Last season, there were 24 influenza-related deaths in San Diego County, the second highest total ever reported.
The record was established during the 2009-10 season—the height of H1N1—when 58 flu-related deaths were reported locally. Prior to that, the highest number of influenza deaths—22—was reported during the 2003-04 flu season.
“Influenza can be a serious and deadly disease; especially for the elderly and young infants, as well as for people with chronic conditions like heart disease or diabetes,” said Eric McDonald, M.D., M.P.H., County Deputy Public Health Officer. “The best protection against the flu is getting vaccinated.”
The vaccine is available throughout San Diego County at doctors’ offices and retail pharmacies. County public health centers have flu vaccine available for children and for adults with no medical insurance. For a list of locations, visit www.sdiz.org or call 2-1-1.
This year, the Centers for Disease Control and Prevention (CDC) is recommending that people 6 months and older get vaccinated; two doses are recommended for children 6 months through 8 years if this is their first time getting the flu vaccine. The doses are to be given four weeks apart.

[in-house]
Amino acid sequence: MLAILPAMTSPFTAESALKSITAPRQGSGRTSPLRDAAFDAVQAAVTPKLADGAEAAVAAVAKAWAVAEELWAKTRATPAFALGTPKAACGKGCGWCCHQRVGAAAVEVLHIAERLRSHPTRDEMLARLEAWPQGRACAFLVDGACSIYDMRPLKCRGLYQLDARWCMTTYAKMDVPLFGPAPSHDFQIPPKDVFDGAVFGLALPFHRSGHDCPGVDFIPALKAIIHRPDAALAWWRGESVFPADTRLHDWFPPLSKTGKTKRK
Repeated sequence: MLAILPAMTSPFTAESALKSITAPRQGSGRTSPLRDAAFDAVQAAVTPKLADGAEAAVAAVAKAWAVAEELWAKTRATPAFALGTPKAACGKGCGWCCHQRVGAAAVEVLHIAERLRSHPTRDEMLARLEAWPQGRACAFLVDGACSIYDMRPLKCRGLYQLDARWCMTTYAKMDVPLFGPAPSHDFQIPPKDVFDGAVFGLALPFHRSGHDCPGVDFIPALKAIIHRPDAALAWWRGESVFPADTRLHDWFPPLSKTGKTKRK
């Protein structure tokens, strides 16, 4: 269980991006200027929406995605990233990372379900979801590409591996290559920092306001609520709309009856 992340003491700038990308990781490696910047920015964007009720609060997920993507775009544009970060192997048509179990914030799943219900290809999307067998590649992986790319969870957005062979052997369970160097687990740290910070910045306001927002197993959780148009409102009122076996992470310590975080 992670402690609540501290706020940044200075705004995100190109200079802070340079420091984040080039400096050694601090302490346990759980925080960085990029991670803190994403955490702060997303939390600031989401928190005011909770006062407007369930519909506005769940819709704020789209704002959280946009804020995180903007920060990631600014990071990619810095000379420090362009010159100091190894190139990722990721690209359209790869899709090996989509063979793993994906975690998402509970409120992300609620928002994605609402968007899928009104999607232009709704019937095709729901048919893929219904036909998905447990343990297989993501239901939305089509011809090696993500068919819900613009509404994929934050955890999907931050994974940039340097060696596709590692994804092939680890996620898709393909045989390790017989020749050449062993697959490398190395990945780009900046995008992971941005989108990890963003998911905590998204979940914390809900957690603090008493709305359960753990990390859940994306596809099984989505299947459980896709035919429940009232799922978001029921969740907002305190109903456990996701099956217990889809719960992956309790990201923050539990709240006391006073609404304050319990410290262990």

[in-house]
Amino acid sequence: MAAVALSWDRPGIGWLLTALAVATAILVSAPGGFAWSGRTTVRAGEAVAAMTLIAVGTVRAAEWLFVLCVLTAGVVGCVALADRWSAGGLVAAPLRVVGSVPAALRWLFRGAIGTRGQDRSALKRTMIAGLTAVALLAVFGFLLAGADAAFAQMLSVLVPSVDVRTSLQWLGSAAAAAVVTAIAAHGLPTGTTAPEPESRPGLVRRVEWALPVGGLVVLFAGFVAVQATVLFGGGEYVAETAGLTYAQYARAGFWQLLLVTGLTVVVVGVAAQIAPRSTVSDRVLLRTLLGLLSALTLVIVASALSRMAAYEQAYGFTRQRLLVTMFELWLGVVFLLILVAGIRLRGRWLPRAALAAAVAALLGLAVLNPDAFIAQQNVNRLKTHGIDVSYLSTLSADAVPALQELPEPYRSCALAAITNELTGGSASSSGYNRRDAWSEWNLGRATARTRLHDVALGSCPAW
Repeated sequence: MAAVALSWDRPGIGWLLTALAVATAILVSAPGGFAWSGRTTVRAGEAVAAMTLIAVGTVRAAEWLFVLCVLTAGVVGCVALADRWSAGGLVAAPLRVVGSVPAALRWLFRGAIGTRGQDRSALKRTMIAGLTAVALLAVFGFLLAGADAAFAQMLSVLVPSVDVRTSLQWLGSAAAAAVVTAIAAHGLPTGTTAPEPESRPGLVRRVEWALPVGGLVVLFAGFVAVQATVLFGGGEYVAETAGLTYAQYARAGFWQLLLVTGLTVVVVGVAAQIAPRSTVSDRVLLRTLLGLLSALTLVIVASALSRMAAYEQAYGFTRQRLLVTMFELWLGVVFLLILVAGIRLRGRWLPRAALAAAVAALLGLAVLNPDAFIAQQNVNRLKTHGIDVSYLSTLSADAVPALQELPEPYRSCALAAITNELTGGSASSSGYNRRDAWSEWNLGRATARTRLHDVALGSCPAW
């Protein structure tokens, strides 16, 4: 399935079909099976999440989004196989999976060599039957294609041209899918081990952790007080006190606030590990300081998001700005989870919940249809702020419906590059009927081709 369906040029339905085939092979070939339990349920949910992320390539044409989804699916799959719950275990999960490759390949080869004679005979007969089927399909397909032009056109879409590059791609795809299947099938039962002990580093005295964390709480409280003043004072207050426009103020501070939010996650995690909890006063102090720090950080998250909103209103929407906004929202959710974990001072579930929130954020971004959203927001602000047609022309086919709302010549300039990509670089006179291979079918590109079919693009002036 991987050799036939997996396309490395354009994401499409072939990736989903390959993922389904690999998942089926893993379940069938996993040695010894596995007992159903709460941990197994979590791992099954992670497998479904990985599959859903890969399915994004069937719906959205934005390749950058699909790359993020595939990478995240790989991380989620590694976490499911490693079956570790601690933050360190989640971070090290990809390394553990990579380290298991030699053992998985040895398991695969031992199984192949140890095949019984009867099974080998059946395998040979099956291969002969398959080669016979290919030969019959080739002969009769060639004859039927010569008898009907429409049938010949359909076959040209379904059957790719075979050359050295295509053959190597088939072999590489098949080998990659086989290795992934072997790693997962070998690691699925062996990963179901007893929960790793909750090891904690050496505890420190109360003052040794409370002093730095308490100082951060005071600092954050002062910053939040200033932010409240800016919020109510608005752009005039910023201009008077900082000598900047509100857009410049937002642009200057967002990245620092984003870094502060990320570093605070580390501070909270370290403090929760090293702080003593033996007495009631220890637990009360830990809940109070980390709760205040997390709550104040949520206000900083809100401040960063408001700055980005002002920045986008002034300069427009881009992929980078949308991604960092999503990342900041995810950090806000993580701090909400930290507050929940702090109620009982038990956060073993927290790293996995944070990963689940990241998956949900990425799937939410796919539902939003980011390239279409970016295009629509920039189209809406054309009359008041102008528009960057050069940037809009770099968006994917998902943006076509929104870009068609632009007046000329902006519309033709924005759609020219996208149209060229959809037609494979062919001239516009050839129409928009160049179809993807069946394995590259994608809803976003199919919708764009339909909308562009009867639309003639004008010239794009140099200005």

According to the CDC, more than 170 million flu doses have been distributed across the country. The vaccine is especially recommended for people at higher risk of developing complications from the flu: pregnant women, children under 5, people 50 and older, those with chronic medical conditions and people in nursing homes or long-term care facilities.
For the past eight years, the San Diego Black Nurses Association, the County’s Health and Human Services Agency, the San Diego Immunization Coalition, and AARP have organized a community influenza clinic to kick off each year’s vaccination campaign to keep people healthy, a goal of the County’s Live Well, San Diego! initiative. This year’s kickoff event was held today.
“Since 2003, we have given flu shots to the underserved in the southeastern community of San Diego,” said Syvera Hardy, R.N., Public Relations Chair for San Diego Black Nurses Association. “It makes it convenient for those without transportation, especially seniors, to get to the clinic and to get a no-cost shot.”
Influenza, regardless of what strain it is, sickens millions and contributes to the death of thousands of people every year. It’s estimated that an average of 30,000 individuals die nationwide every year from the flu.
In addition to getting vaccinated, there other things people can do to avoid getting the flu.
“Simple steps work to reduce your risk for the flu: wash your hands thoroughly and often, or use hand sanitizers; stay away from sick people; avoid touching your eyes, nose, and mouth; and routinely clean commonly touched surfaces,” added McDonald. “Also, if you are sick, you should stay home and avoid contact with others.”